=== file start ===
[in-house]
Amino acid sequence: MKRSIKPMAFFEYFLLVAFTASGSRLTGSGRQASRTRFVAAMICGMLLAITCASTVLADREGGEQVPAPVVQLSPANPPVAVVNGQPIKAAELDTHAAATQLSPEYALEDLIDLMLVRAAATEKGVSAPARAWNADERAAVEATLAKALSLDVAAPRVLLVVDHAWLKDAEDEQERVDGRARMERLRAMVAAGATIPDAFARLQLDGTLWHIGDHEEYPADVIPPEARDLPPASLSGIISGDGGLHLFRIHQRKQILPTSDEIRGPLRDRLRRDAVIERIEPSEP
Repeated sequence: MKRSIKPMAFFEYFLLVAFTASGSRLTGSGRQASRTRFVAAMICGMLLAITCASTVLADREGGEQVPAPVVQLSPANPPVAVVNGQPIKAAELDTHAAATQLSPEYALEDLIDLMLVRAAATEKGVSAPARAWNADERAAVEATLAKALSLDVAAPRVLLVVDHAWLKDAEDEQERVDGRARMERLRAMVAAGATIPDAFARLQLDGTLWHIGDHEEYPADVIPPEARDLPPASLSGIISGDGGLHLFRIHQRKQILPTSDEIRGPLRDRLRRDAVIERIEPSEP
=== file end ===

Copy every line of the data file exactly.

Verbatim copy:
[in-house]
Amino acid sequence: MKRSIKPMAFFEYFLLVAFTASGSRLTGSGRQASRTRFVAAMICGMLLAITCASTVLADREGGEQVPAPVVQLSPANPPVAVVNGQPIKAAELDTHAAATQLSPEYALEDLIDLMLVRAAATEKGVSAPARAWNADERAAVEATLAKALSLDVAAPRVLLVVDHAWLKDAEDEQERVDGRARMERLRAMVAAGATIPDAFARLQLDGTLWHIGDHEEYPADVIPPEARDLPPASLSGIISGDGGLHLFRIHQRKQILPTSDEIRGPLRDRLRRDAVIERIEPSEP
Repeated sequence: MKRSIKPMAFFEYFLLVAFTASGSRLTGSGRQASRTRFVAAMICGMLLAITCASTVLADREGGEQVPAPVVQLSPANPPVAVVNGQPIKAAELDTHAAATQLSPEYALEDLIDLMLVRAAATEKGVSAPARAWNADERAAVEATLAKALSLDVAAPRVLLVVDHAWLKDAEDEQERVDGRARMERLRAMVAAGATIPDAFARLQLDGTLWHIGDHEEYPADVIPPEARDLPPASLSGIISGDGGLHLFRIHQRKQILPTSDEIRGPLRDRLRRDAVIERIEPSEP